Sealing

Sealing Leaks


Many air leaks and drafts are easy to find because they are easy to feel — like those around windows and doors. But holes hidden in attics, basements, and crawlspaces are usually bigger problems. Sealing these leaks with caulk, spray foam, or weather stripping will have a great impact on improving your comfort and reducing utility bills.

Homeowners are often concerned about sealing their house too tightly; however, this is very unlikely in most older homes. A certain amount of fresh air is needed for good indoor air quality and there are specifications that set the minimum amount of fresh air needed for a house. If you are concerned about how tight your home is, hire a contractor, such as a Home Energy Rater, who can use diagnostic tools to measure your home's actual leakage. If your home is too tight, a fresh air ventilation system may be recommended.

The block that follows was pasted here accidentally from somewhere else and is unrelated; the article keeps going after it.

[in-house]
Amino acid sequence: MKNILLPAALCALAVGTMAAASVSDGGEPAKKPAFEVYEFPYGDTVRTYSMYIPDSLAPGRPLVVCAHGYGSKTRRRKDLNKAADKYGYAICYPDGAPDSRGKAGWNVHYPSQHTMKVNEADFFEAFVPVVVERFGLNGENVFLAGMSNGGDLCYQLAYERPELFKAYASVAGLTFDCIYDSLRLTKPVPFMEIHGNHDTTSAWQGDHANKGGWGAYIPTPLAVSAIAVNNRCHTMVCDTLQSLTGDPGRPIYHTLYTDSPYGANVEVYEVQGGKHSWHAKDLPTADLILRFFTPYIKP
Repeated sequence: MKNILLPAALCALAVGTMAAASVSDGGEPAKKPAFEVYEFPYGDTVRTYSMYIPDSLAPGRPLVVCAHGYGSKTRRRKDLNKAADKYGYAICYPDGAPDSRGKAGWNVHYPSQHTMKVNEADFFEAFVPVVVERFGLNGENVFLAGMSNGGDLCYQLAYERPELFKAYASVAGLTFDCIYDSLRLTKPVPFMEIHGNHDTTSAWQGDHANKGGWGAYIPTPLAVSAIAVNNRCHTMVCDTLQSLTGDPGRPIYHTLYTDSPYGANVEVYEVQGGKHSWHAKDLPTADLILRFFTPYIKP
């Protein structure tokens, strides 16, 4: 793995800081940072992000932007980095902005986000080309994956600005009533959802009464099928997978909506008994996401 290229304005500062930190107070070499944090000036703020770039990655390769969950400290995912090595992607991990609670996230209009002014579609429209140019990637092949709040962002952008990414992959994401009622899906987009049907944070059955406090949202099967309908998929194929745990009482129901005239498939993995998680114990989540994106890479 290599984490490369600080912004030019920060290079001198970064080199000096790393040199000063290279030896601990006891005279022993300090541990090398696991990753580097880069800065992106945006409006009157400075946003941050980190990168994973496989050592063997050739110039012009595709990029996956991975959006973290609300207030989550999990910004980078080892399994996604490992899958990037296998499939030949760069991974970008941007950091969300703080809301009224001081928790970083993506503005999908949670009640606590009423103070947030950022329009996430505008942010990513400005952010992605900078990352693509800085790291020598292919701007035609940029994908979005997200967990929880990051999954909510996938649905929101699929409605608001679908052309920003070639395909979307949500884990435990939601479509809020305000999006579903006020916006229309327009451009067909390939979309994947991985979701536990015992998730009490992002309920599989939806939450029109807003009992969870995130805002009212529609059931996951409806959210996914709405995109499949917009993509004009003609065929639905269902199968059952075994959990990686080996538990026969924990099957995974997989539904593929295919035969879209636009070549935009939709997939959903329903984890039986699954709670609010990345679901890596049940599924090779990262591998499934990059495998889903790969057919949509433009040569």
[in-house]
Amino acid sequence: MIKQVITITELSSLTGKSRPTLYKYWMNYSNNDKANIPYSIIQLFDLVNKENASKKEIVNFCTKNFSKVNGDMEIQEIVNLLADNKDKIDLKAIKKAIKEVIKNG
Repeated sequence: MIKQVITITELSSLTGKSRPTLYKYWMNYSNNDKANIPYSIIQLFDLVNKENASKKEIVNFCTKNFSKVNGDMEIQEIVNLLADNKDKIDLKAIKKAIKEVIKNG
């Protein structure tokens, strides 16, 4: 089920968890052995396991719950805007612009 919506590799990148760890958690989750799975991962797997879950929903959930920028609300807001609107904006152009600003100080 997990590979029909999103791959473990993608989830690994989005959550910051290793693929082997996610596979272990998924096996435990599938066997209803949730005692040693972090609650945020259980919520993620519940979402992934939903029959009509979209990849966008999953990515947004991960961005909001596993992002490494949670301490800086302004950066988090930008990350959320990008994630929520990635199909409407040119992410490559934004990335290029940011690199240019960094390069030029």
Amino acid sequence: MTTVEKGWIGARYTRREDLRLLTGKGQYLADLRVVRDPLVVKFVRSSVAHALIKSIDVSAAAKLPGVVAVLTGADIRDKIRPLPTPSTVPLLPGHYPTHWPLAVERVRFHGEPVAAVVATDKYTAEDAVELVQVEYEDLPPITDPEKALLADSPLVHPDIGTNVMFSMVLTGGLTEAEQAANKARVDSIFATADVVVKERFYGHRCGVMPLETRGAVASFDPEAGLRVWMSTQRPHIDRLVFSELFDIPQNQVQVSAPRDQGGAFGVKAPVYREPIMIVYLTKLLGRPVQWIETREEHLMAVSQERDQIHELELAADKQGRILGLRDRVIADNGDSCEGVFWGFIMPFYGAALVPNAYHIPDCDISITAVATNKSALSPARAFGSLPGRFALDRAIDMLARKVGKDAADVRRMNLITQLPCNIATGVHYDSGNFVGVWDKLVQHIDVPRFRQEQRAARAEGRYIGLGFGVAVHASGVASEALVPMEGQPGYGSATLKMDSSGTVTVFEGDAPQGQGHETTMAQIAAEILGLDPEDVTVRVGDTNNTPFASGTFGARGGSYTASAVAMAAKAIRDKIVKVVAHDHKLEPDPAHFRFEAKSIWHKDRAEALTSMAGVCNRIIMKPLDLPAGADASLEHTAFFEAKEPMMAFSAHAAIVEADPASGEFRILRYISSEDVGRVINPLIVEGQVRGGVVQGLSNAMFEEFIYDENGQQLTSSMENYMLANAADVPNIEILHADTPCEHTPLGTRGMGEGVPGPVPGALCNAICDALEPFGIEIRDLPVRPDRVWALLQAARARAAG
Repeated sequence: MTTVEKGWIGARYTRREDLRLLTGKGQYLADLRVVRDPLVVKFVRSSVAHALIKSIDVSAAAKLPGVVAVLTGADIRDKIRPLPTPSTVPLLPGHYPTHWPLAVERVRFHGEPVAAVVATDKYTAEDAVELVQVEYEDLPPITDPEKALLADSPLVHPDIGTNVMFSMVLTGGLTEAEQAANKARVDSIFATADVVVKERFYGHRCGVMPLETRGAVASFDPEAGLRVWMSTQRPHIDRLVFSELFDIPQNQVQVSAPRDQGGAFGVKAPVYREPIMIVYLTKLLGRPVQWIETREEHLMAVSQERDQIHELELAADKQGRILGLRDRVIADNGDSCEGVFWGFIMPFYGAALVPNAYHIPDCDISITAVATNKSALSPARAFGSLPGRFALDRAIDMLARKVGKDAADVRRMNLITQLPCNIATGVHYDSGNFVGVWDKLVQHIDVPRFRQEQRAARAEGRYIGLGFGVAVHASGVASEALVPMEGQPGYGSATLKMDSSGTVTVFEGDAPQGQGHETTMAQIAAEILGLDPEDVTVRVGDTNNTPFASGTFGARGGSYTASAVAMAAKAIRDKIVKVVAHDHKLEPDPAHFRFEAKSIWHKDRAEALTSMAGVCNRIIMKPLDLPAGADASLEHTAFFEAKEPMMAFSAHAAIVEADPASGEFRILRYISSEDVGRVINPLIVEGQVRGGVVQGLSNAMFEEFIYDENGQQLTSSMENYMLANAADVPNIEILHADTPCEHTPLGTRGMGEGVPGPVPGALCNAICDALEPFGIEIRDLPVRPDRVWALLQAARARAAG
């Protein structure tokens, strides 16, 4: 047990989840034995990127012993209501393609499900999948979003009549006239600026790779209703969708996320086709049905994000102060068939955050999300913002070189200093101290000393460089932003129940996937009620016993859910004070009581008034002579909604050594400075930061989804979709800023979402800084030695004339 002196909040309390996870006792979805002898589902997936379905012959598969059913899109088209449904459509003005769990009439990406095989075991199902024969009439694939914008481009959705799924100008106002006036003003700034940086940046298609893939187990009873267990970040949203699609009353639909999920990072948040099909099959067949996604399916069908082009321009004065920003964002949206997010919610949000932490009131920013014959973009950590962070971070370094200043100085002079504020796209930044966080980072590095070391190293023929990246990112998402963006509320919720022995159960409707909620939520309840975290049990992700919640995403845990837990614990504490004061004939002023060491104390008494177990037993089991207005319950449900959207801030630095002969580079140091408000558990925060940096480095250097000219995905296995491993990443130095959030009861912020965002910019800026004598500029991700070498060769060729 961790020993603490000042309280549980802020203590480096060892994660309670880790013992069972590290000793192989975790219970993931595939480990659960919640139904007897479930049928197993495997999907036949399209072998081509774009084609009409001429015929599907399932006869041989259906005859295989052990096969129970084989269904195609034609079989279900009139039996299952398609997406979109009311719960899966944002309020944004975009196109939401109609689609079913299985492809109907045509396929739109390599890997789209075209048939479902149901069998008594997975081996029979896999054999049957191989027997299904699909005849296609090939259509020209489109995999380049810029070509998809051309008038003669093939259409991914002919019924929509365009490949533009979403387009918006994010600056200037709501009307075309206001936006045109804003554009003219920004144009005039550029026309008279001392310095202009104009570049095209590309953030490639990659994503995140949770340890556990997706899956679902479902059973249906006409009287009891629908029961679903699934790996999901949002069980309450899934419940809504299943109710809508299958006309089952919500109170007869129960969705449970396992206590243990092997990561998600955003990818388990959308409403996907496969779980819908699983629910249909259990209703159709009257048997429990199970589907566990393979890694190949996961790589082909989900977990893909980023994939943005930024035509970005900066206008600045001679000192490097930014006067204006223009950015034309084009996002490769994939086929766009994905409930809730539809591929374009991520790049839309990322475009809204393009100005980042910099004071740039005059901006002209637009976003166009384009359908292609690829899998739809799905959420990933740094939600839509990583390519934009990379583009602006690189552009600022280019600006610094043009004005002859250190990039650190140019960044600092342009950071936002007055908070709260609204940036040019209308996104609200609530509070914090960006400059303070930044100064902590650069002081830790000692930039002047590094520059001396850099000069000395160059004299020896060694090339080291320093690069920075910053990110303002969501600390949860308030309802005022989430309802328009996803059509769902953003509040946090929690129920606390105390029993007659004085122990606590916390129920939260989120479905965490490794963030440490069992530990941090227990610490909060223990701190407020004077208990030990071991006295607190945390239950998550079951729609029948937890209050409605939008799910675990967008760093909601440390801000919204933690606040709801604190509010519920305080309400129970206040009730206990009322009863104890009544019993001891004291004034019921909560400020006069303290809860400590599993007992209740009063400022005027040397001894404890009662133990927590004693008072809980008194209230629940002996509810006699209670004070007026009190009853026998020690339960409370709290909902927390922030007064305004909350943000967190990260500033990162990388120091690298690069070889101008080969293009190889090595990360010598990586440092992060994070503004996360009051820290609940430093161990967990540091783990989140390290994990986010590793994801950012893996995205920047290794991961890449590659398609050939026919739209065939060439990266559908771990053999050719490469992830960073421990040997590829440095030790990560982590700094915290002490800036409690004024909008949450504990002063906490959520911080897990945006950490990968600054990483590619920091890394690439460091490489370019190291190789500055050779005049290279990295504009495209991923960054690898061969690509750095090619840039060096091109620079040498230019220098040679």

After any home sealing project, have a heating and cooling technician check to make sure that your combustion appliances (gas- or oil-fired furnace, water heater, and dryer) are venting properly.